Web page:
As Mower’s attack reached a climax, Hardee assembled the Rangers and the 4th TN cavalry of Col. Baxter Smith’s command.  One eyewitness reported that the General and his son tipped hats in salute to each other as the line formed.  “Old Reliable” personally led the assault with drawn sword.  The cavalry attack pushed the Union skirmishers back on their main line, and the rebel infantry followed.  Mower’s assault came to a halt.  Sherman, who was not happy that Mower’s action was started in the first place, ordered Blair’s corps to disengage, much to the chagrin of army commander Howard (who as a professor of mathematics at West Point before the war had been entrusted with tutoring the son of the commandant of cadets, William J. Hardee).

Hardee was pleased with the performance of the troops in dealing with the threat to the Mill Creek bridge.  As he headed to the rear he joked with Wade Hampton (Bull Run Thread #8), but his high spirits were dashed by the sight of of young Willie’s limp body being supported in his saddle by another Ranger riding behind.  He had received a mortal chest wound in the field (pictured below) in front of the Federal line. 






The General directed his son be taken to Hillsboro to the home of his niece, Susannah Hardee Kirkland, wife of Brig. Gen. William W. Kirkland, one of Bragg’s brigade commanders (Bull Run thread #9).  It was there that Willie Hardee died three days later on March 24.  In a small military ceremony which his father attended, he was buried in St. Matthew’s Episcopal Church cemetery.

As my friend Mike and I travelled back to Pittsburgh from Wilmington after the last of our tours, we decided to make a little detour to Bennett Place (the site of Johnston’s surrender to Sherman is one stop all enthusiasts should make).  Checking with the staff at the site we learned that Hillsboro is not far away and decided to go a little out of our way to find Willie’s grave.  It took quite a bit of searching.  Once we found the cemetery we still had no idea what the marker looked like.  But we found it; actually, I think Mike found it, and it required the brushing away of quite a few leaves.  My camera batteries were out of juice, and Mike’s were dying, but with the last photo on his camera we recorded the image below (I’m not sure why the marker says he was 17 – everything I’ve read says he was 16). 




I can’t imagine what the General must have felt while standing on that same spot so long ago.  Surely he second guessed his decision to allow Willie to join the Rangers.  But did he question the cause that had led him, his family, and his countrymen to this state of affairs? Hardee survived the war to become president of the Selma and Meridian Railroad and coauthor of The Irish in America.  He passed away on Nov. 6, 1873 in Wytheville, VA and is buried in Live Oak Cemetery in Selma, AL.  But I have to believe a big part of him died that day in that churchyard outside Raleigh.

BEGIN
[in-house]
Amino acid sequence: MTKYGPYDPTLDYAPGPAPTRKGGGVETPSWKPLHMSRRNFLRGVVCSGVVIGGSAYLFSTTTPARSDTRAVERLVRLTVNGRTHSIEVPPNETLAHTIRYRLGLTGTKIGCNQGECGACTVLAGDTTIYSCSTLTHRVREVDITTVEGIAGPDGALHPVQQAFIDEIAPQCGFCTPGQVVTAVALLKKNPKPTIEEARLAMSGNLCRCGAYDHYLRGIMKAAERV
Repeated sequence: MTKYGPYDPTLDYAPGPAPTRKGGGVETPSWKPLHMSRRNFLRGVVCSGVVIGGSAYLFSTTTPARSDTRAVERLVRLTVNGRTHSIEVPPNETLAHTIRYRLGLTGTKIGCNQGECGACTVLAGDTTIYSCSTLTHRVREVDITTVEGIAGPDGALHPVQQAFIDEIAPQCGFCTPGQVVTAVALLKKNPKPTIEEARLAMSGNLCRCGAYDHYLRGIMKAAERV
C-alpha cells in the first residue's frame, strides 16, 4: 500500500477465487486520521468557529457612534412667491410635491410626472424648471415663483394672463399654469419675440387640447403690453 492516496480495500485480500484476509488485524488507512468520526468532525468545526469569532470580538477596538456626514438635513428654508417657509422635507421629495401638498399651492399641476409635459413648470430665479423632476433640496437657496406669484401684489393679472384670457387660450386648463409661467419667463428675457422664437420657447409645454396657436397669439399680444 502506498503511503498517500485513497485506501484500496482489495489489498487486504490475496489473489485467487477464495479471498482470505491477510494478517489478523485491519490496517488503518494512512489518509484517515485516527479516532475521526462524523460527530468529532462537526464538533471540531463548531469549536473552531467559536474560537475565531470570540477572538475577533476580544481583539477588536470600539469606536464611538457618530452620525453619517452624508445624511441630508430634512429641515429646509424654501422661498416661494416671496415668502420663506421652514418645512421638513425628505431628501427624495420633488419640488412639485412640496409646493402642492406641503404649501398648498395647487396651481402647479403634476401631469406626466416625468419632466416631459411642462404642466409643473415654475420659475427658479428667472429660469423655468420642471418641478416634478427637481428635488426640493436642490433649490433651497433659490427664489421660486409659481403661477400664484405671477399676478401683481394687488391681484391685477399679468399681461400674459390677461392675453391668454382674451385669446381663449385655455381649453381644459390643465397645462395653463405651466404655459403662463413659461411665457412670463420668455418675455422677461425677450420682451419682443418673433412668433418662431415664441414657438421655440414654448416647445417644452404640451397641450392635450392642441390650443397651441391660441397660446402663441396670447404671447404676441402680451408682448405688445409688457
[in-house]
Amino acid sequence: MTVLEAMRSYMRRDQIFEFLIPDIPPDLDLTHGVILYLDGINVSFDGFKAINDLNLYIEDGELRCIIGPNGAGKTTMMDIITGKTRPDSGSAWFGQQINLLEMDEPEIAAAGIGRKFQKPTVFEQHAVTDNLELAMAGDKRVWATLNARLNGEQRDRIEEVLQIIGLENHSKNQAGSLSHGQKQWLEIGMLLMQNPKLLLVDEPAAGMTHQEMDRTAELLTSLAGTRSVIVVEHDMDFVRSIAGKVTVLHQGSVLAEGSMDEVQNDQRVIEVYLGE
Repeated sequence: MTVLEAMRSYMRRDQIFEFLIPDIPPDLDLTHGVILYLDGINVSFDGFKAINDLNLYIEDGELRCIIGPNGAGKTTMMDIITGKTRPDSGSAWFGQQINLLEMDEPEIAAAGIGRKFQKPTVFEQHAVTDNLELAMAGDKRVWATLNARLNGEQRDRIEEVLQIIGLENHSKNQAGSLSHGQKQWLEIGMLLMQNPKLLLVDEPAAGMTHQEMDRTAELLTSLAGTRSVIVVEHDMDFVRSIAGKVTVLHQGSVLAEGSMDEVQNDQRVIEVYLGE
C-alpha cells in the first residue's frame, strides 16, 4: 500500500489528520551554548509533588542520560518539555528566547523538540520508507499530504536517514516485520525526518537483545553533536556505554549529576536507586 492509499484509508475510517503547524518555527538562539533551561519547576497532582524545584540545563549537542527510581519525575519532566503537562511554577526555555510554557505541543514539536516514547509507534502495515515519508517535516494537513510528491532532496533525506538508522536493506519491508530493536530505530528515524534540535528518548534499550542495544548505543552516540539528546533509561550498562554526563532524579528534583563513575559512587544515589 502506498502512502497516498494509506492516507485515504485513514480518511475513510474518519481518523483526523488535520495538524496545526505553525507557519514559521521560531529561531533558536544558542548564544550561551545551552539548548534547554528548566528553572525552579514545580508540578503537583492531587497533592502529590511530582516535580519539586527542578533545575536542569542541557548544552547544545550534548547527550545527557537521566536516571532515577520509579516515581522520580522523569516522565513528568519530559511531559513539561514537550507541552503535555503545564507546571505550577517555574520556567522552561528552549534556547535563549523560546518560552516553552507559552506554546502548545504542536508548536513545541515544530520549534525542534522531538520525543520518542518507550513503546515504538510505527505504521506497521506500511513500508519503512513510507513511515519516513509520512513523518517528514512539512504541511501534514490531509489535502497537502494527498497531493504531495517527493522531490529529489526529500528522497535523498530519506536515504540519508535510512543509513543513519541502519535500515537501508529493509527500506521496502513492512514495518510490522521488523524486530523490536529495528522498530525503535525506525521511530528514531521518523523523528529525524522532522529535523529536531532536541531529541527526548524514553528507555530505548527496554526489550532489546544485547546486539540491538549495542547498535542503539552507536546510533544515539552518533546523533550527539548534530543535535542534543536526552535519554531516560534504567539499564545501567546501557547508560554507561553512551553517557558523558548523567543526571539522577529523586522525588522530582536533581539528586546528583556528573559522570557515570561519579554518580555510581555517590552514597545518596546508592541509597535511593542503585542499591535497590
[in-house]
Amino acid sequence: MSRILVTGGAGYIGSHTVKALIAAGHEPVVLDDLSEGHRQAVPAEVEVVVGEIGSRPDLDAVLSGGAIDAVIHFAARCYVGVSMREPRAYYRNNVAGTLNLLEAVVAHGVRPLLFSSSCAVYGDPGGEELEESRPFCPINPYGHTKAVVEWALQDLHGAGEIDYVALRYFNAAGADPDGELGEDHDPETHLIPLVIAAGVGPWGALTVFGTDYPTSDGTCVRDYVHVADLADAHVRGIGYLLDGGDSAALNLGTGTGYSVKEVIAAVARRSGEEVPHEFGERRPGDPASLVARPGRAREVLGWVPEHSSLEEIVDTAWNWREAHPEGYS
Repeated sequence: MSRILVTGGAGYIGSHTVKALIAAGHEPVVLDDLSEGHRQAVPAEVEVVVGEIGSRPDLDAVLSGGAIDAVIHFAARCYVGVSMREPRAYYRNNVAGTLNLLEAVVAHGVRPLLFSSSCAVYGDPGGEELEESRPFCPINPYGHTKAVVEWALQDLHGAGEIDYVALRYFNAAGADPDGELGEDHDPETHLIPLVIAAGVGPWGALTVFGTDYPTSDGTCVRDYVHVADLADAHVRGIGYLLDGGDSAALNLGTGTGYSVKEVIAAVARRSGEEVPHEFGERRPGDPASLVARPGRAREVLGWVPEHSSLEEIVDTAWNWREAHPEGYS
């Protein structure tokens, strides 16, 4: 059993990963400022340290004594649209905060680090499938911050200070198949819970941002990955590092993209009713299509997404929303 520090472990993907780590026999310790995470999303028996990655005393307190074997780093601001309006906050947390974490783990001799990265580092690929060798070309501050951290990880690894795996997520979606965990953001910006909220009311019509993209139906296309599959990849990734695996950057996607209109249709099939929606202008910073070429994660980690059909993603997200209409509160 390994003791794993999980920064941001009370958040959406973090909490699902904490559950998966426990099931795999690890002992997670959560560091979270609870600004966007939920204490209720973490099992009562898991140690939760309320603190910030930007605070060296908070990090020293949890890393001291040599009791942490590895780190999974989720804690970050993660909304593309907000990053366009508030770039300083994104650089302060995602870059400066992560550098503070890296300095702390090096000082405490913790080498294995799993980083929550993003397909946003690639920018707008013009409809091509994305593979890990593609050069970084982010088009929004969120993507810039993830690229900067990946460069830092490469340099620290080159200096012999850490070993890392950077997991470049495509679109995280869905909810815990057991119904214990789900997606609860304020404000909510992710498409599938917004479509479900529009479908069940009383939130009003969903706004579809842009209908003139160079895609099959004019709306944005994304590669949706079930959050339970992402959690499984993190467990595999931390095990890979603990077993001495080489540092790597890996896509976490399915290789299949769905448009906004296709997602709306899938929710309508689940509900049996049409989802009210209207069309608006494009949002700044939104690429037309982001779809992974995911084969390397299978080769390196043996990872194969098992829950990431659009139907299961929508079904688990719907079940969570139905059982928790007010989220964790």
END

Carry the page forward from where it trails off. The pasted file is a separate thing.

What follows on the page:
Bull Run Threads

1 – This fort was named for the commander of the 6th NC, Col. C. F. Fisher, killed at First Bull Run.

2 – This manual describes tactics that would have been employed during First Bull Run.

3 – Johnston commanded the Confederate forces at First Bull Run.

4 – Sherman commanded a brigade in Daniel Tyler’s federal division at First Bull Run.

5 – Terry commanded the 2nd CT Infantry in Keyes’s brigade of Tyler’s division at First Bull Run.

6 – Howard commanded a brigade in Heintzelman’s Federal division at First Bull Run.

7 – The 8th TX Cavalry was recruited by Benjamin Franklin Terry and Thomas Lubbock, who both served on the staff of James Longstreet, a brigade commander in Beauregard’s Army of the Potomac at First Bull Run.

8 – Hampton commanded the Hampton Legion at First Bull Run, and was wounded in the battle.

9 – Kirkland commanded the 11th NC Volunteers (later the 21st NC Infantry) of Milledge L. Bonham’s brigade of the Army of the Potomac at First Bull Run.


Bradley, M. L., Last Stand in the Carolinas: The Battle of Bentonville

Eicher & Eicher, Civil War High Commands

Hughes, Jr., N. C., Bentonville: The Final Battle of Sherman & Johnston

Hughes, Jr., N. C., General William J. Hardee, Old Reliable

Moore, M. A., Moore’s Historical Guide to the Battle of Bentonville

Warner, E. J., Generals in Gray



19 responses

13 03 2007